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“I fell in love with Fort Edmonton Park in Grade 4,” Clarke said Tuesday, inviting residents who purchase a bulb to share their stories about the park on social media throughout the campaign. “It’s locked in time. It’s always there and it always will be there. It’s like an old friend that everybody in the city knows and I think that’s part of what makes it special.”
The park closed in the fall of 2018 for the enhancement work and is expected to reopen sometime next spring. Aside from the renewed midway, the historic park will also feature the expansion of Hotel Selkirk and a new front entry plaza. A brand new Indigenous Peoples’ Experience will teach visitors about the history of the site through interactive exhibits.
Fort Edmonton Park was created as a centennial project in 1967 to reconstruct the old Fort Edmonton and quickly became a community staple showcasing the city’s rich history. The park includes the 1846 Hudson’s Bay Fort as well as showcases the evolution of Edmonton through the streets of 1885, 1905 and 1920.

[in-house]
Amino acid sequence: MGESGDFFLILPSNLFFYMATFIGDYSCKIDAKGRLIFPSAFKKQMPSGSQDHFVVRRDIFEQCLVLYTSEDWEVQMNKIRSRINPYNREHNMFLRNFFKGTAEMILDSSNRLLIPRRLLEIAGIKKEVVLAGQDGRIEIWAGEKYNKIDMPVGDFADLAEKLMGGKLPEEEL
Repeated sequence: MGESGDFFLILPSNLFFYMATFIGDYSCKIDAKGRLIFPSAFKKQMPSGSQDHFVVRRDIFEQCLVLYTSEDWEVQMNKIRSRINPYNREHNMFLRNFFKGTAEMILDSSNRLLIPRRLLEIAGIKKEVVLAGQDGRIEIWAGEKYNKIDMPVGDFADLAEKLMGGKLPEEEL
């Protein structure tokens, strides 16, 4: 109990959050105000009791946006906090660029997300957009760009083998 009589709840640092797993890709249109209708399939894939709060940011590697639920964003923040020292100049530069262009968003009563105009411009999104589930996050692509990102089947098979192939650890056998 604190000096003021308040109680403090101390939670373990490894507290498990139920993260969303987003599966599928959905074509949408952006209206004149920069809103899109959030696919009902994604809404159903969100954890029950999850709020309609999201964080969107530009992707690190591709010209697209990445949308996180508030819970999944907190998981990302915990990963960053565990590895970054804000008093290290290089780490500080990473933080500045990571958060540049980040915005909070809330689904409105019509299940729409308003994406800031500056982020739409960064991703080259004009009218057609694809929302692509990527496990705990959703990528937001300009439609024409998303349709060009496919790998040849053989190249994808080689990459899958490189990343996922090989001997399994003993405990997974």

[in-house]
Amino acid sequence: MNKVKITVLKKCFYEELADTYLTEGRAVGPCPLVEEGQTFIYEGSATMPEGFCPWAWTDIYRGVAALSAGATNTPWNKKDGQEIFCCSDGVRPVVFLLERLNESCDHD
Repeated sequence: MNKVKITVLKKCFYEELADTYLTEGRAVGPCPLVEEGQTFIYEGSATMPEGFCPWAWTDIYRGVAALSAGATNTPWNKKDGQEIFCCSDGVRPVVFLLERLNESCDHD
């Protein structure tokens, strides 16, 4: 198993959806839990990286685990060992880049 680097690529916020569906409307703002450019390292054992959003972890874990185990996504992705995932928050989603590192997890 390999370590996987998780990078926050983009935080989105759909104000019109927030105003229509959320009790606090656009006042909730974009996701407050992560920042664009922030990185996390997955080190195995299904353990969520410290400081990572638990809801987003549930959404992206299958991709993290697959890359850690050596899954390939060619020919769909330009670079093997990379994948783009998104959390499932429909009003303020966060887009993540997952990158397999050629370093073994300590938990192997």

Elected officials from all three levels of government who represent the area were on hand Tuesday just outside the park to share their stories about what the park means to them. Ward 9 Coun. Tim Cartmell, who worked at the park during his university days, declared Tuesday Light the Midway Day in Edmonton on behalf of Mayor Don Iveson.
Residents can donate to the campaign online and even create a fundraising team, with rewards on the line for the highest fundraisers. About $14,000 has already been raised for the campaign.
Amid the COVID-19 pandemic, Clarke said he is hopeful the park reopening next spring will provide some sense of normalcy for residents.
“It’s so ingrained in our city, so ingrained in the culture of our city that I think part of reopening society, as it were, will be going back to Fort Edmonton Park,” he said. “I think Fort Edmonton Park is going to be very, very busy when it reopens.”